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Simultaneous Measurement of Natural Flame Luminosity and Emission Spectra in a RCCI Engine under Different Fuel Stratification Degrees
ISSN: 1946-3936, e-ISSN: 1946-3944
Published March 28, 2017 by SAE International in United States
Citation: Tang, Q., Liu, H., and Yao, M., "Simultaneous Measurement of Natural Flame Luminosity and Emission Spectra in a RCCI Engine under Different Fuel Stratification Degrees," SAE Int. J. Engines 10(3):1155-1162, 2017, https://doi.org/10.4271/2017-01-0714.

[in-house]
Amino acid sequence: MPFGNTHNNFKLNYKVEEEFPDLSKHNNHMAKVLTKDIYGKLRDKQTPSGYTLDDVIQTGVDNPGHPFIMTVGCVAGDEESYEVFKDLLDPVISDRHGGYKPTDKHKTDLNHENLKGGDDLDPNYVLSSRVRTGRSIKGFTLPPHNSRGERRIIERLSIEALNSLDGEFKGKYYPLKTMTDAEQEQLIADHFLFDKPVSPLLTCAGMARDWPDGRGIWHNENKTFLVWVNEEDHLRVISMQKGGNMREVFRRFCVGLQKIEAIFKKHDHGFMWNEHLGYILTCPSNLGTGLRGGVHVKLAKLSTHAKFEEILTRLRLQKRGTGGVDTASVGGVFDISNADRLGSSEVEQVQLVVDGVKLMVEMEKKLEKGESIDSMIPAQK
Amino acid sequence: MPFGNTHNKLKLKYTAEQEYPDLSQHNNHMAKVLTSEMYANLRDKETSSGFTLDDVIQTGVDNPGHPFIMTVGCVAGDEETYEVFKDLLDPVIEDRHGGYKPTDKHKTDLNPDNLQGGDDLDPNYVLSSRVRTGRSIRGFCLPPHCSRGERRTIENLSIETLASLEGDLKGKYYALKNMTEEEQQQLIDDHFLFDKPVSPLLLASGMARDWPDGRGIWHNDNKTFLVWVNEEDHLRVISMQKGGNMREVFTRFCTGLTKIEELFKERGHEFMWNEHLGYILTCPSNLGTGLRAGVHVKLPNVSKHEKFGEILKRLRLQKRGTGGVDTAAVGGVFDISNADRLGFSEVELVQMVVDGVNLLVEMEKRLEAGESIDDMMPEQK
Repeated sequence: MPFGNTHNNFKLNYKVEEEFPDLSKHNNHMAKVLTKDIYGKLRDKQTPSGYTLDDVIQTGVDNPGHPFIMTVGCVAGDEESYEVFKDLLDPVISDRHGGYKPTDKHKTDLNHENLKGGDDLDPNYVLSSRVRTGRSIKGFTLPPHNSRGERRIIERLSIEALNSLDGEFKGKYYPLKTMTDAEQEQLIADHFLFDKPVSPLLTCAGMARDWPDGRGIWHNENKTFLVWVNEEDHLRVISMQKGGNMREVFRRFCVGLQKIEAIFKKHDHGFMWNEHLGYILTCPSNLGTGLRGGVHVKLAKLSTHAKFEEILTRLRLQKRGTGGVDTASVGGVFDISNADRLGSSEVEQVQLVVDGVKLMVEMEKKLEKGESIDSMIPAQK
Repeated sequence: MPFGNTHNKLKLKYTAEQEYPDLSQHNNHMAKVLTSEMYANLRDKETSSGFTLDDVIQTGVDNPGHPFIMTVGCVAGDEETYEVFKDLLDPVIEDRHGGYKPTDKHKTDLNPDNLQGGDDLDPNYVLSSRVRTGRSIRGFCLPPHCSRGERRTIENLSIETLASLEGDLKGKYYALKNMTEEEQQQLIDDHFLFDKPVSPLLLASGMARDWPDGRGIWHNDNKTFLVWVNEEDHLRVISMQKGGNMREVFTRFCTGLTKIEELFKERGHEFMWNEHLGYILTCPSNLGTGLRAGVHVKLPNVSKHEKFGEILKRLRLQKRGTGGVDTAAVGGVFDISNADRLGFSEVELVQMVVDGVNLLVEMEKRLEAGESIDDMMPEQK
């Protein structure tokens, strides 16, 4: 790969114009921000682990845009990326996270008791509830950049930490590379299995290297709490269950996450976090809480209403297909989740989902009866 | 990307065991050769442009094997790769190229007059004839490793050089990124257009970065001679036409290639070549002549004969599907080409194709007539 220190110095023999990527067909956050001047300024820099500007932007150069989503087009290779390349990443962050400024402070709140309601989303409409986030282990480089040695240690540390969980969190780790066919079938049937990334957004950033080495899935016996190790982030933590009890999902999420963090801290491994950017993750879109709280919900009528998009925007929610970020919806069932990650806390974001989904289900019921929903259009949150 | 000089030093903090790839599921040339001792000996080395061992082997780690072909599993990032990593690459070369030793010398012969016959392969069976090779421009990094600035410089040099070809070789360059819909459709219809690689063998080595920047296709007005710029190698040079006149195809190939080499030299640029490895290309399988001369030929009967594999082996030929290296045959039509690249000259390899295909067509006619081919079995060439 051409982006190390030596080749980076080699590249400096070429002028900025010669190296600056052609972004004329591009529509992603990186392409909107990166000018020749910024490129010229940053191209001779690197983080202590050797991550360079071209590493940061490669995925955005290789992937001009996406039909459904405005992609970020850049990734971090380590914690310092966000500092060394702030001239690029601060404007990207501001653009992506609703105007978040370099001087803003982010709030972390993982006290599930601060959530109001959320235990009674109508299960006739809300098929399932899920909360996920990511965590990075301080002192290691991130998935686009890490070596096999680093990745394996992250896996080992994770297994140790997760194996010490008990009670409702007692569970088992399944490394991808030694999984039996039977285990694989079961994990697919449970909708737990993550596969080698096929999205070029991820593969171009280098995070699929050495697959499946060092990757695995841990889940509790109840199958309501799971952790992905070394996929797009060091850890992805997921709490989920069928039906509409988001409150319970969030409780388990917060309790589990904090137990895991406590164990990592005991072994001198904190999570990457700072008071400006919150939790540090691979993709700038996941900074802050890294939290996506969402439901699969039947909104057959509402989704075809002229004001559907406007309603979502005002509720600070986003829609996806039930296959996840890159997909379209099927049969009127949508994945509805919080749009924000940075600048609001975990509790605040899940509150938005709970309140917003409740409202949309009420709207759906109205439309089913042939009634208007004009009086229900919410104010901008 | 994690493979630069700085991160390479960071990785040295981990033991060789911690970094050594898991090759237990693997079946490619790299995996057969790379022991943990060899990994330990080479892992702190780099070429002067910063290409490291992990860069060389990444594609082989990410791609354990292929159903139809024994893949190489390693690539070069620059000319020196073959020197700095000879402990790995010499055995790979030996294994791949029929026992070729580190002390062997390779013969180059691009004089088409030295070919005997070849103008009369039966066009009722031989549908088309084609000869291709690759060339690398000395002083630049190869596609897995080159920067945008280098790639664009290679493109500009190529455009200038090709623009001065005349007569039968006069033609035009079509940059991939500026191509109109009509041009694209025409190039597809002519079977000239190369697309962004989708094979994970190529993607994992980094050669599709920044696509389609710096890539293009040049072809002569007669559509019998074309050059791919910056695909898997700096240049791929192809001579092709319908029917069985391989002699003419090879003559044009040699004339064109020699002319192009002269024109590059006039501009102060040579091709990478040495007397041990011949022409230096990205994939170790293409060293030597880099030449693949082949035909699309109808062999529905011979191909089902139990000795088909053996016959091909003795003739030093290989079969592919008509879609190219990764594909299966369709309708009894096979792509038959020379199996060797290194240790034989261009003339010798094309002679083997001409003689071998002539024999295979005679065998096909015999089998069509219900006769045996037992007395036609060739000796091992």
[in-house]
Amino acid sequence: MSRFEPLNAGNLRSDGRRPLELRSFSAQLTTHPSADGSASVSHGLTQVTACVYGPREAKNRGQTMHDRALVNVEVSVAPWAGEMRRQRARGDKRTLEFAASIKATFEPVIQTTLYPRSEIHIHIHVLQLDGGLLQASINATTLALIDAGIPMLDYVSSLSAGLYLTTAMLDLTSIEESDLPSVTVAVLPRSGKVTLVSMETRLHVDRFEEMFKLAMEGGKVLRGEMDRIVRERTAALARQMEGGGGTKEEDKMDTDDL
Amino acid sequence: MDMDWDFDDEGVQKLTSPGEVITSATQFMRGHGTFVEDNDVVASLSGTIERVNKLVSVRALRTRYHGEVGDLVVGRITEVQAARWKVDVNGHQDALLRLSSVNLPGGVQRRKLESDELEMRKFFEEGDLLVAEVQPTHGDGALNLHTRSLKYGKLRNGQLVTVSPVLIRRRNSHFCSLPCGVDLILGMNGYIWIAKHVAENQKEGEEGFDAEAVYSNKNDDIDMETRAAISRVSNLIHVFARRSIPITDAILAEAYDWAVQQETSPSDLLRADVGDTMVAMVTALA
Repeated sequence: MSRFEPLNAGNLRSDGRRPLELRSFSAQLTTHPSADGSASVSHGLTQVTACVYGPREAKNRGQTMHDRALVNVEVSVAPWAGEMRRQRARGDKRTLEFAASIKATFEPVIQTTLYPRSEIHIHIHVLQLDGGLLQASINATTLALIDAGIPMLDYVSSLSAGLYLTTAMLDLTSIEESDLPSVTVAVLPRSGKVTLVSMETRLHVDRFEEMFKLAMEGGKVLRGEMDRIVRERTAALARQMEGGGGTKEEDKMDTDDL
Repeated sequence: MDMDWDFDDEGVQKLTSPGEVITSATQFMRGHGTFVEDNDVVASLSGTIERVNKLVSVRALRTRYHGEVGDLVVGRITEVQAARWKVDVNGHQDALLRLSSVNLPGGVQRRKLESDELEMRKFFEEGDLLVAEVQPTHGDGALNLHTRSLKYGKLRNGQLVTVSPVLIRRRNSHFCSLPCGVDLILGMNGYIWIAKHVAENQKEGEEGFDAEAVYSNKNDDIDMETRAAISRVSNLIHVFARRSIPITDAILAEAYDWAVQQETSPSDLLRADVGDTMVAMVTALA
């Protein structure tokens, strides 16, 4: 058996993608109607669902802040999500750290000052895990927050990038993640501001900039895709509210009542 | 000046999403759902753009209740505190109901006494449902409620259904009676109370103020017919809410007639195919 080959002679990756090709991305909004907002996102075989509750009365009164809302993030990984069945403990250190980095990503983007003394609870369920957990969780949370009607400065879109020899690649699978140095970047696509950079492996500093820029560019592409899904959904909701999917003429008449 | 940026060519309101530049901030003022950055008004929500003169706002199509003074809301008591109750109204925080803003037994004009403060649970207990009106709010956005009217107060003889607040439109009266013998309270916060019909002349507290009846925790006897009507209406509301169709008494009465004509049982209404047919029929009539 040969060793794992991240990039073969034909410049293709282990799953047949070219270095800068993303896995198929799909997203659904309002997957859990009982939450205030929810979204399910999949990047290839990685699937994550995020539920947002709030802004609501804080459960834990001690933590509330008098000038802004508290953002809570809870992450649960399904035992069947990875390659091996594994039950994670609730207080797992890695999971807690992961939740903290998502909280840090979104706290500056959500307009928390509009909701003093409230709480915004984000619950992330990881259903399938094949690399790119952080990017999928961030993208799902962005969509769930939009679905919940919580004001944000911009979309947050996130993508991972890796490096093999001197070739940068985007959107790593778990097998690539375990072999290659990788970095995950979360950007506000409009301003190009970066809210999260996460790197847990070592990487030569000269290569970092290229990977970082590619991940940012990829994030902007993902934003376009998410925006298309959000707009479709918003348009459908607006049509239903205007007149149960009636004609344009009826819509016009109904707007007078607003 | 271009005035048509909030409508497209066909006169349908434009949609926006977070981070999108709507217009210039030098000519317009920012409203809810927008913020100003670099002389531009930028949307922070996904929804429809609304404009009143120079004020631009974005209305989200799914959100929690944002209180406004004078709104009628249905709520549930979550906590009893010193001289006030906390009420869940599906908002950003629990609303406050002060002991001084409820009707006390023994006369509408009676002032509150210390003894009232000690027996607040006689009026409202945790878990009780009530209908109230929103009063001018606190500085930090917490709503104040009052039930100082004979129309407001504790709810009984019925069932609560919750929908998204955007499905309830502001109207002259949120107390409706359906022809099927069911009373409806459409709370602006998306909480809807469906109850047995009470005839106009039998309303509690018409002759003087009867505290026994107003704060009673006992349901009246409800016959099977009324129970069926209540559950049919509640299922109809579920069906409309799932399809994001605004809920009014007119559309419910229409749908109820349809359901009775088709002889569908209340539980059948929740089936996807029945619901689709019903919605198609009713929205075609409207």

Reactivity controlled compression ignition (RCCI) is a potential combustion strategy to achieve high engine efficiency with ultra-low NOx and soot emissions. Fuel stratification can be used to control the heat release rate of RCCI combustion. But the in-cylinder combustion process of the RCCI under different fuel stratification degrees has not been well understood, especially at a higher engine load. In this paper, simultaneous measurement of natural flame luminosity and emission spectra was carried out on a light-duty optical RCCI engine under different fuel stratification degrees. The engine was run at 1200 revolutions per minute under a load about 7 bar indicated mean effective pressure (IMEP). In order to form fuel stratification degrees from low to high, the common-rail injection timing of n-heptane was changed from -180° CA after top dead center (ATDC) to -10° CA ATDC, while the iso-octane delivered in the intake stroke was fixed. The natural luminosity imaging results indicated that, when n-heptane was injected at -180° ATDC, the combustion process looked like HCCI combustion at first with uniform blue flames all over the combustion chamber, but bright soot spots emerged later on. With retarding n-heptane injection timing, combustion regions with higher natural luminosity moved to the edge of the combustion chamber, and the natural flame luminosity got more stratified, showing more signs of soot radiation. The flame emission spectra from RCCI combustion under different fuel stratification degrees showed band spectra of OH, CH, CH2O and C2, as well as continuous spectra of CO oxidation and soot radiation. Band spectra of OH, CH (431.4 nm) and C2 (516.5 nm)/CH2O (422-424 nm and 434.5 nm) became more distinct and appeared successively with the retarding of n-heptane injection timing from -180° ATDC to -10° ATDC.